The "judgments" which the Lord enjoins upon His people are appropriately followed by promises (23:20-33), in which, as their King and Lord, He undertakes their guidance and protection, and their possession of the land He had assigned to them. First and foremost, assurance is given them of the personal presence of Jehovah in that ANGEL, in Whom is the Name of the Lord (ver. 20). This was no common angel, however exalted, but a manifestation of Jehovah Himself, prefigurative of, and preparatory to His manifestation in the flesh in the Person of our Lord and Savior Jesus Christ. For all that is here said of Him is attributed to the Lord Himself in Exodus 13:21; while in Exodus 33:14, 15, He is expressly designated as "the Face" of Jehovah ("My Face" - in the Authorized Version "My presence"). Accordingly, all obedience is to be shown to His guidance, and every contact with idolatry and idolaters avoided. In that case the Lord would fulfill every good and gracious promise to His people, and cause them to possess the land in all its extent.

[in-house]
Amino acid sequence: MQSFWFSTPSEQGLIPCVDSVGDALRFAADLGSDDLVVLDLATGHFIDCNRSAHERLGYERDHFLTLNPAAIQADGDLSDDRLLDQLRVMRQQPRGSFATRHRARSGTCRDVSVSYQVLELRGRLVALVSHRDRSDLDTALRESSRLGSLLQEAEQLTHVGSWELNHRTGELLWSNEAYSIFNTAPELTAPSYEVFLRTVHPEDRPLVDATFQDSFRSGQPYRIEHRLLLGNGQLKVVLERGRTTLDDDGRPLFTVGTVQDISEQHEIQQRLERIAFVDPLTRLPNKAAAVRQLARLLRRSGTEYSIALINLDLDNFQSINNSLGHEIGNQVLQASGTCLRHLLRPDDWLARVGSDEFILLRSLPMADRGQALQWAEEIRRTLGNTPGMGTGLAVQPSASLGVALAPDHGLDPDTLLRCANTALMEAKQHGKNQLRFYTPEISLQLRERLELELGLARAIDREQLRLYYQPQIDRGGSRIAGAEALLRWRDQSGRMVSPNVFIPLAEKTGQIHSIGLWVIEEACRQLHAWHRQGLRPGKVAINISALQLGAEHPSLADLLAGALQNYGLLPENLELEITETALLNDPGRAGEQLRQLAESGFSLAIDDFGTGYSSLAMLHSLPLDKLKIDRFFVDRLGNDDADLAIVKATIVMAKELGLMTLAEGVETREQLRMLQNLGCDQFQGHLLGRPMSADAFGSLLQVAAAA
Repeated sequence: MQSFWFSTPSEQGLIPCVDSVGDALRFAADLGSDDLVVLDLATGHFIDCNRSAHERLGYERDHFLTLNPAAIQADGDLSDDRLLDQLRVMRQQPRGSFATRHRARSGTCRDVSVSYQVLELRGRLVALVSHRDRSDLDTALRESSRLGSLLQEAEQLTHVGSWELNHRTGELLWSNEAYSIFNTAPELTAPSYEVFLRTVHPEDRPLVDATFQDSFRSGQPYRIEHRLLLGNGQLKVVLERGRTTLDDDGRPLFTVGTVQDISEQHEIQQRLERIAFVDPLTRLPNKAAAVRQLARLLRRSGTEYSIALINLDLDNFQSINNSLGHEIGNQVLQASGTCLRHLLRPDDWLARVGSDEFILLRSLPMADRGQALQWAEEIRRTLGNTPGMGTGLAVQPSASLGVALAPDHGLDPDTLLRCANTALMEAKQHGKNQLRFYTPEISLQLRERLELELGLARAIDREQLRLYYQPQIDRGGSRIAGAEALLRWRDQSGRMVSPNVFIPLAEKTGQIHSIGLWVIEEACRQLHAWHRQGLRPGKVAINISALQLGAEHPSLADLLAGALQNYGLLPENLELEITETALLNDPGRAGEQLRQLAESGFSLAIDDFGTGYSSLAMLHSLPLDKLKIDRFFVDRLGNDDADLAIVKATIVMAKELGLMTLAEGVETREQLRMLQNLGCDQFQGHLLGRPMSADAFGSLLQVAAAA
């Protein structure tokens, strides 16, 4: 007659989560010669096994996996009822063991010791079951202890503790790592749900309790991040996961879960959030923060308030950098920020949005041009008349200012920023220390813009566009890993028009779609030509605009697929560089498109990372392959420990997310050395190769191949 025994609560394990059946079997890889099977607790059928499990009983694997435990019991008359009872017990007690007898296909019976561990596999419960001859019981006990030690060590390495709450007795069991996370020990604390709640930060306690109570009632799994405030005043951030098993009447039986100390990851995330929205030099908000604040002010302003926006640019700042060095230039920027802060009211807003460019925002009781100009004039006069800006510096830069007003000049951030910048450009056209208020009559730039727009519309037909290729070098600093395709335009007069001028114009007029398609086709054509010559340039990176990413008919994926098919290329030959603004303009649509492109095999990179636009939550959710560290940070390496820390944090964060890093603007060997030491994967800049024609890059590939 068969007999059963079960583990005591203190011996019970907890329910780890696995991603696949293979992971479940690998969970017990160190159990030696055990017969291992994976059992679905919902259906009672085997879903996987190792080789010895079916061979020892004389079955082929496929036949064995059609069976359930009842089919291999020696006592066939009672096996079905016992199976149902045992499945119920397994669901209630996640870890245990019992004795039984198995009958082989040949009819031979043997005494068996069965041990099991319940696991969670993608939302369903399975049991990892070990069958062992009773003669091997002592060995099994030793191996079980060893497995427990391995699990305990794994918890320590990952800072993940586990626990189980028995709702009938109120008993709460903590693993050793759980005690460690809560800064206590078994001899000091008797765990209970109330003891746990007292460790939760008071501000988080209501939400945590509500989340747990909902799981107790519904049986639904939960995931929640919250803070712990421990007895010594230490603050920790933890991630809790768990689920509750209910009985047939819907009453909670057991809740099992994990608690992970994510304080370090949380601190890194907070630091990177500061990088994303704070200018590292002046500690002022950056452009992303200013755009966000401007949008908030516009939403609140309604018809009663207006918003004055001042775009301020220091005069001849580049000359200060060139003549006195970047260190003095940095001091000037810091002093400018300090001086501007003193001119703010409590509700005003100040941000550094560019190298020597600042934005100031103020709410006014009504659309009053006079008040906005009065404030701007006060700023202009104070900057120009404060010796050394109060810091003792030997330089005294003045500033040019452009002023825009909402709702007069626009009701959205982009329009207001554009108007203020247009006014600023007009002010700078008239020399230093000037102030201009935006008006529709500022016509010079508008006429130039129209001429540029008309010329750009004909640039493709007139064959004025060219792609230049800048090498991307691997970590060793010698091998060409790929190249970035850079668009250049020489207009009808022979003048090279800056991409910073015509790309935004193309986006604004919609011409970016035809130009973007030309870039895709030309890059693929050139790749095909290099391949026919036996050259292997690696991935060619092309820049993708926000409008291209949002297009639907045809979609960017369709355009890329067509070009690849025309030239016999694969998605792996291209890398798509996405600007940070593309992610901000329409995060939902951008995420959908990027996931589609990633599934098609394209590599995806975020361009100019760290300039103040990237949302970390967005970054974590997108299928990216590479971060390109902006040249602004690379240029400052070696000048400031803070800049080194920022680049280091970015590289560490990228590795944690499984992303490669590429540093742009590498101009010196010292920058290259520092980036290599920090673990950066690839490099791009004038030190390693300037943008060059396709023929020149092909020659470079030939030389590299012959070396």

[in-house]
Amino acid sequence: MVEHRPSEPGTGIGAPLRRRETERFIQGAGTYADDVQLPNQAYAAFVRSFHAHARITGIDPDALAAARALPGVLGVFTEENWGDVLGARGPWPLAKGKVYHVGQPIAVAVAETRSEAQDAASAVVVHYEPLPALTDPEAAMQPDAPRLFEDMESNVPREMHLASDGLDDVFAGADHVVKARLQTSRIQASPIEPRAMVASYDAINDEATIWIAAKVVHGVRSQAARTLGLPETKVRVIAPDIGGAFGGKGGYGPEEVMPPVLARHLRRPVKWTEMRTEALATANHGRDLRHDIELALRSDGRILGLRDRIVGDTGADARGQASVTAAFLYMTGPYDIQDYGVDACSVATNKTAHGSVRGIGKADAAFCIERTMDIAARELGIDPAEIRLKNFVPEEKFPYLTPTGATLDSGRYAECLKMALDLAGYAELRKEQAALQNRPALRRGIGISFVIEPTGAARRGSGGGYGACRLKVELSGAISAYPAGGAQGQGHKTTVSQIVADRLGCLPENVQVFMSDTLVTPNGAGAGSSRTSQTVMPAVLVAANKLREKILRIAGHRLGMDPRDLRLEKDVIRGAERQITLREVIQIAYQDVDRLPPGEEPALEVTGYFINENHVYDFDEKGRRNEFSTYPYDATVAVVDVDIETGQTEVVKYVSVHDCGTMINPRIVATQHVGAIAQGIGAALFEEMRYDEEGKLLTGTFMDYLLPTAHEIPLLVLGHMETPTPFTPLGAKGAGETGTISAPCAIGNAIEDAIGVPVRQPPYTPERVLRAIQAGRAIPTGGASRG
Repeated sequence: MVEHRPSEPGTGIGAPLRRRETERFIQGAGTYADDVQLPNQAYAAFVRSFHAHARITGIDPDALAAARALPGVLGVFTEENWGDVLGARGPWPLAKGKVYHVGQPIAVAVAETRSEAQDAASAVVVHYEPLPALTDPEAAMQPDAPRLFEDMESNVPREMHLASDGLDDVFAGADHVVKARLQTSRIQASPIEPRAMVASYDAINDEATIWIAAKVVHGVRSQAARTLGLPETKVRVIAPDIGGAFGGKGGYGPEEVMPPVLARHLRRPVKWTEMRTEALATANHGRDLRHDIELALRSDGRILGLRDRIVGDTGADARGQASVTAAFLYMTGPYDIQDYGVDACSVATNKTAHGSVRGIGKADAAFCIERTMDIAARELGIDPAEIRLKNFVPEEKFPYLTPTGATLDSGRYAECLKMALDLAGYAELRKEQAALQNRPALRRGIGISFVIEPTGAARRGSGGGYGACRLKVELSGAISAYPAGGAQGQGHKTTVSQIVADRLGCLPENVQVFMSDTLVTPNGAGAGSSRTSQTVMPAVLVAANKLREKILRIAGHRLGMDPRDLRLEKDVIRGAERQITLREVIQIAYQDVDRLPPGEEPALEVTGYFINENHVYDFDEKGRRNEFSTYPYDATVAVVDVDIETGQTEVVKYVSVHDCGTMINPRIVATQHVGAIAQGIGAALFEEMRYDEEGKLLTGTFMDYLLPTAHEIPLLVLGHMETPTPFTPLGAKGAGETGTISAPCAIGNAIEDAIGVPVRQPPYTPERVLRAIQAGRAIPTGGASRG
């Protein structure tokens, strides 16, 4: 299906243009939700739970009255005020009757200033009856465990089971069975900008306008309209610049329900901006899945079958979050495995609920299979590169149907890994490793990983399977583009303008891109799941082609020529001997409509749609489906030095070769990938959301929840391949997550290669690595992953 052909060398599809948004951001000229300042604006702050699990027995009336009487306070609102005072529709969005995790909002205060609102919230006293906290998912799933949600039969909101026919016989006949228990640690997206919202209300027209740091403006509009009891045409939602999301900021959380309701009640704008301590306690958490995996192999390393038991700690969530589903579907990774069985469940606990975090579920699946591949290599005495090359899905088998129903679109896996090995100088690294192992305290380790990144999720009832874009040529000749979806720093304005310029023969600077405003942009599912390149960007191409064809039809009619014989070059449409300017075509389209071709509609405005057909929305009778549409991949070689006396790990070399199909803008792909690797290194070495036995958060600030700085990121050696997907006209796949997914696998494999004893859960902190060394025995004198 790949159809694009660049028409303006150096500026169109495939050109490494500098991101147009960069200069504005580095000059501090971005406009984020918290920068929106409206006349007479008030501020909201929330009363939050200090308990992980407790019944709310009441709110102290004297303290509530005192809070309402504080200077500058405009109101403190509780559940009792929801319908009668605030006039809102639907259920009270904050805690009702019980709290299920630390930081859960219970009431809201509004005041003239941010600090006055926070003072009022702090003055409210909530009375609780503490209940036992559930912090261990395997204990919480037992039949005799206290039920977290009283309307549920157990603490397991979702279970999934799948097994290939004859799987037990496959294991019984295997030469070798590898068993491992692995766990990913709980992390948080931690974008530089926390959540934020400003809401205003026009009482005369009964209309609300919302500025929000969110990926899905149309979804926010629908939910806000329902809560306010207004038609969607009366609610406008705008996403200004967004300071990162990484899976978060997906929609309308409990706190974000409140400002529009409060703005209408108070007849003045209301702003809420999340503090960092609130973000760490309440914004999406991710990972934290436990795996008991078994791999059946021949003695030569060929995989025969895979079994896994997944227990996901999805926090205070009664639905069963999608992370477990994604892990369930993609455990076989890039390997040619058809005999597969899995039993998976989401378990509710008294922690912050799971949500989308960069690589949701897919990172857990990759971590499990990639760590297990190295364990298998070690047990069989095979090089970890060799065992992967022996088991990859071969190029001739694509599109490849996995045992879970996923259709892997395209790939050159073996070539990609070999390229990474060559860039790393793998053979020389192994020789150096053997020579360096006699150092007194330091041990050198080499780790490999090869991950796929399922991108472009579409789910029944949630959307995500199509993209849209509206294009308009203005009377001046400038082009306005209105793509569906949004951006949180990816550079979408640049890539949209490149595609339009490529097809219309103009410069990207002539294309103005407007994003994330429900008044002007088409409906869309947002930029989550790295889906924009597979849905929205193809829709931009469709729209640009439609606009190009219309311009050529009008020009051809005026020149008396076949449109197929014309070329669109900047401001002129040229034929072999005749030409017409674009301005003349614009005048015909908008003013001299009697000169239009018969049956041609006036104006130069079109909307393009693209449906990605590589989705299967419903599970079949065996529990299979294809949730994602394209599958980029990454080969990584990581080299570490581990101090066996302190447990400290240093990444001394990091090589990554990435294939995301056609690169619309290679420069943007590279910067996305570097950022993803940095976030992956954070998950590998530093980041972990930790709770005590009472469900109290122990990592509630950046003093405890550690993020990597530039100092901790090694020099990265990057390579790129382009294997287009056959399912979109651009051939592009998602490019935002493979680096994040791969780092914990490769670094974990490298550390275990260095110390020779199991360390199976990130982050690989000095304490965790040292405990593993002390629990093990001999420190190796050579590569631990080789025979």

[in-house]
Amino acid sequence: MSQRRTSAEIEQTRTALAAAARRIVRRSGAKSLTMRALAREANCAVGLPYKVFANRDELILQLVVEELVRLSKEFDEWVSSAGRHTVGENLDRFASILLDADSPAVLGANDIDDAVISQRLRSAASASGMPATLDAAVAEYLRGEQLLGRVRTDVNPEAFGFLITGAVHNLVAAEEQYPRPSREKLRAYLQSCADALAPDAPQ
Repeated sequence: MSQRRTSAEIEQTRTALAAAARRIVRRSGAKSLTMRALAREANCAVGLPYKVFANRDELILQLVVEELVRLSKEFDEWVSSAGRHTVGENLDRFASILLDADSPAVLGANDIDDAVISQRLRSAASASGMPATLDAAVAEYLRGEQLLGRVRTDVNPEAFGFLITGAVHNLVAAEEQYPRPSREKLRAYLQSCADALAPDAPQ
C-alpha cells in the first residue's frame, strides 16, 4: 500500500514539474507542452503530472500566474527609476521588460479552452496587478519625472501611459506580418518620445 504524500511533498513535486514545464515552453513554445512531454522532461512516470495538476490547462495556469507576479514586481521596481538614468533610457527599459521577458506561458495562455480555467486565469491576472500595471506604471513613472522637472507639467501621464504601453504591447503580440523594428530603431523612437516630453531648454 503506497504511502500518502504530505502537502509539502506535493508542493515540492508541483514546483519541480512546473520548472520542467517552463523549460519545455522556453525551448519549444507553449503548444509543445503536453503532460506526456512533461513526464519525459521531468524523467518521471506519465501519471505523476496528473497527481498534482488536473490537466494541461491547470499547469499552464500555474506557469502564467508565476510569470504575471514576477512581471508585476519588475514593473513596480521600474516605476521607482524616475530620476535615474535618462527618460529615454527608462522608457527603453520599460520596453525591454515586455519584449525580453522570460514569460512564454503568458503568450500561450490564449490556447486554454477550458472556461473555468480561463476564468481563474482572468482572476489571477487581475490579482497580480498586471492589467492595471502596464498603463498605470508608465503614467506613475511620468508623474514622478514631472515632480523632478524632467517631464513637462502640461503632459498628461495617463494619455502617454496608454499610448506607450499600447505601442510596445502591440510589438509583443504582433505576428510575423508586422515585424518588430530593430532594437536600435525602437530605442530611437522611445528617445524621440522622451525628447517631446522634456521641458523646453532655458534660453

Such were the terms of the covenant which Jehovah made with Israel in their national capacity. when the people had ratified them by acceptance, (Exodus 24:3) Moses wrote all down in what was called "the book of the covenant" (24:7). And now the covenant itself was to be inaugurated by sacrifice, the sprinkling of blood, and the sacrificial meal. This transaction was the most important in the whole history of Israel. By this one sacrifice, never renewed, Israel was formally set apart as the people of God; and it lay at the foundation of all the sacrificial worship which followed. Only after it did God institute the Tabernacle, the priesthood, and all its services. Thus this one sacrifice prefigured the one sacrifice of our Lord Jesus Christ for His Church, which is the ground of our access to God and the foundation of all our worship and service. Most significantly, an altar was now built at the foot of Mount Sinai, and surrounded by twelve pillars, "according to the twelve tribes of Israel" Ministering youths - for as yet there was no priesthood - offered the burnt, and sacrificed the peace offerings unto Jehovah. Half of the blood of the sacrifices was put into basins, with the other half the altar was sprinkled, thus making reconciliation with God. Then the terms of the covenant were once more read in the hearing of all, and the other half of the blood, by which reconciliation had been made, sprinkled on the people with these words: "Behold the blood of the covenant which Jehovah hath made with you upon all these words (or terms)." *